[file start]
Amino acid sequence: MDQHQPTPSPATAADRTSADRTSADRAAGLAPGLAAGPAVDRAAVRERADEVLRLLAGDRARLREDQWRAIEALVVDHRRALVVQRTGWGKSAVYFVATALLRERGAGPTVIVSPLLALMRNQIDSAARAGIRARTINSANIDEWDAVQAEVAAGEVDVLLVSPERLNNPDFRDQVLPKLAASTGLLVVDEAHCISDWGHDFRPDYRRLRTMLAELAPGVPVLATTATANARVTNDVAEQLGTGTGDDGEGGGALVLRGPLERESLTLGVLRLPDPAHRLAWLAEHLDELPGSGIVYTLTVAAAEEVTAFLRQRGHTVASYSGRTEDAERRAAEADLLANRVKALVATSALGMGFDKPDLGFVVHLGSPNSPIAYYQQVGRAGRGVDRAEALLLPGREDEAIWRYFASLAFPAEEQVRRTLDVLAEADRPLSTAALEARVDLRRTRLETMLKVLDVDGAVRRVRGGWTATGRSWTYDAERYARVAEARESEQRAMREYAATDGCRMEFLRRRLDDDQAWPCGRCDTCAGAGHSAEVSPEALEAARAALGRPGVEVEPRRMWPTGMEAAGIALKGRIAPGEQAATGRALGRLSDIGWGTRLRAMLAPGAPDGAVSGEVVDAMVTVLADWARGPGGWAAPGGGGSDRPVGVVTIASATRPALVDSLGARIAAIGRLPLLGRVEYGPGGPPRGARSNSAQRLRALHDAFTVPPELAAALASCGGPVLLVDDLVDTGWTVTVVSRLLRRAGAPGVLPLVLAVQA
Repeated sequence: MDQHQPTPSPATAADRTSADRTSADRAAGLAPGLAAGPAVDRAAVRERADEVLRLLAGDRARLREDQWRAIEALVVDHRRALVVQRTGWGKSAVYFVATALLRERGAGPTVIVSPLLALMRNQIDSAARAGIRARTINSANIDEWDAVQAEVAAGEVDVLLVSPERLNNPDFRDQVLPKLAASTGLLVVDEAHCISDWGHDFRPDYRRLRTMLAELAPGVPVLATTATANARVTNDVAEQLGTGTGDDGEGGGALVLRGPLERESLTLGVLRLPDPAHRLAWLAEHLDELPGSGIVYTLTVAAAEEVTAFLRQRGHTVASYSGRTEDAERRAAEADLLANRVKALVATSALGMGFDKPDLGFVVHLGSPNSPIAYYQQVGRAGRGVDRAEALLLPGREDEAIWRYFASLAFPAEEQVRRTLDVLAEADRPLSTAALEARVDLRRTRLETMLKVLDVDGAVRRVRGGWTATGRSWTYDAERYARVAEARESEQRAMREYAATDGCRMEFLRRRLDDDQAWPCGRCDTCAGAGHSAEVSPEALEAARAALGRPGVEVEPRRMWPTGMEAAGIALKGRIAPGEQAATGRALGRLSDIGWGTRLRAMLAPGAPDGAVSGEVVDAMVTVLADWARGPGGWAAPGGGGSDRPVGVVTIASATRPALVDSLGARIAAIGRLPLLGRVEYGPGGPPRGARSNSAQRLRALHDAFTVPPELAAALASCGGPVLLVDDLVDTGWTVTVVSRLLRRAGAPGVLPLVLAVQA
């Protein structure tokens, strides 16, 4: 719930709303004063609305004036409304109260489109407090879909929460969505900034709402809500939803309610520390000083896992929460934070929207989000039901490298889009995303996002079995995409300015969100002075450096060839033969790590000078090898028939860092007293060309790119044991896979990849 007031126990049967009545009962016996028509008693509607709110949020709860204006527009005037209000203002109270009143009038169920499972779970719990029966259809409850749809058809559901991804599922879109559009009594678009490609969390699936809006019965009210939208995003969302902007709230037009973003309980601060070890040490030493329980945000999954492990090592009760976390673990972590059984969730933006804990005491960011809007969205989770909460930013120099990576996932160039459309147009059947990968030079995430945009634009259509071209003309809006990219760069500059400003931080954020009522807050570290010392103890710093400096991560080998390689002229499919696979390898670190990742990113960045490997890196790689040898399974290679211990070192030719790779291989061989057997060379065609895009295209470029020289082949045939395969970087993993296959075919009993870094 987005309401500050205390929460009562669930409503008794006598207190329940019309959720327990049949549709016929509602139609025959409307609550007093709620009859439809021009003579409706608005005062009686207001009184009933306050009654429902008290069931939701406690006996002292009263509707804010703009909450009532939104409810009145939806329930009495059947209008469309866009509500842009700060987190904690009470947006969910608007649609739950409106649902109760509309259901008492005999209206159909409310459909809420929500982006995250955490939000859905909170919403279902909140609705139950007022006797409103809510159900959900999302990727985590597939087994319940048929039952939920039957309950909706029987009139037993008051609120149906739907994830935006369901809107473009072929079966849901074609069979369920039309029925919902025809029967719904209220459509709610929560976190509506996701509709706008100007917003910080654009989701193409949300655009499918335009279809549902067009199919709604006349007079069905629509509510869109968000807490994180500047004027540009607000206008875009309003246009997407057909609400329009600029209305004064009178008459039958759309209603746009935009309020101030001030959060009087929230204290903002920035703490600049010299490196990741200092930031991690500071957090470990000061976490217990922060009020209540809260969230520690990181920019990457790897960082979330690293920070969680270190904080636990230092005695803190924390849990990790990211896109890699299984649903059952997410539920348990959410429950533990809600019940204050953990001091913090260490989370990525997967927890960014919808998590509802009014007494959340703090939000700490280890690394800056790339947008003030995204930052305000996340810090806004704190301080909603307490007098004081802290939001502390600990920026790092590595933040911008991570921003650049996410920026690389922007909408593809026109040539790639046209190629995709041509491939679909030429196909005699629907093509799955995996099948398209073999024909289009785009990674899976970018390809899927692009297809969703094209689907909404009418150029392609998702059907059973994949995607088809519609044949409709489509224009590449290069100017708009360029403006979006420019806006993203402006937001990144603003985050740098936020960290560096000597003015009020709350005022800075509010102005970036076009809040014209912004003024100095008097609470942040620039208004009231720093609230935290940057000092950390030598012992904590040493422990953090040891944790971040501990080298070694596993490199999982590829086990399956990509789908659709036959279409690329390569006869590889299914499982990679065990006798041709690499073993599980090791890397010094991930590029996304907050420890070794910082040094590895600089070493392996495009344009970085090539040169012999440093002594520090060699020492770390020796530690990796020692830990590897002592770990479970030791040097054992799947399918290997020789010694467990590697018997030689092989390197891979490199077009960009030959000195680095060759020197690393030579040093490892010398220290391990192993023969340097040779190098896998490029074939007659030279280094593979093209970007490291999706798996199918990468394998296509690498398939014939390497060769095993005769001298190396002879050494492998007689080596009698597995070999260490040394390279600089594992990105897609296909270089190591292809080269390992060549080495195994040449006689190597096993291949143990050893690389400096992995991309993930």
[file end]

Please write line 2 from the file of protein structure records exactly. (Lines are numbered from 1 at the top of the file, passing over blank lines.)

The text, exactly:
Repeated sequence: MDQHQPTPSPATAADRTSADRTSADRAAGLAPGLAAGPAVDRAAVRERADEVLRLLAGDRARLREDQWRAIEALVVDHRRALVVQRTGWGKSAVYFVATALLRERGAGPTVIVSPLLALMRNQIDSAARAGIRARTINSANIDEWDAVQAEVAAGEVDVLLVSPERLNNPDFRDQVLPKLAASTGLLVVDEAHCISDWGHDFRPDYRRLRTMLAELAPGVPVLATTATANARVTNDVAEQLGTGTGDDGEGGGALVLRGPLERESLTLGVLRLPDPAHRLAWLAEHLDELPGSGIVYTLTVAAAEEVTAFLRQRGHTVASYSGRTEDAERRAAEADLLANRVKALVATSALGMGFDKPDLGFVVHLGSPNSPIAYYQQVGRAGRGVDRAEALLLPGREDEAIWRYFASLAFPAEEQVRRTLDVLAEADRPLSTAALEARVDLRRTRLETMLKVLDVDGAVRRVRGGWTATGRSWTYDAERYARVAEARESEQRAMREYAATDGCRMEFLRRRLDDDQAWPCGRCDTCAGAGHSAEVSPEALEAARAALGRPGVEVEPRRMWPTGMEAAGIALKGRIAPGEQAATGRALGRLSDIGWGTRLRAMLAPGAPDGAVSGEVVDAMVTVLADWARGPGGWAAPGGGGSDRPVGVVTIASATRPALVDSLGARIAAIGRLPLLGRVEYGPGGPPRGARSNSAQRLRALHDAFTVPPELAAALASCGGPVLLVDDLVDTGWTVTVVSRLLRRAGAPGVLPLVLAVQA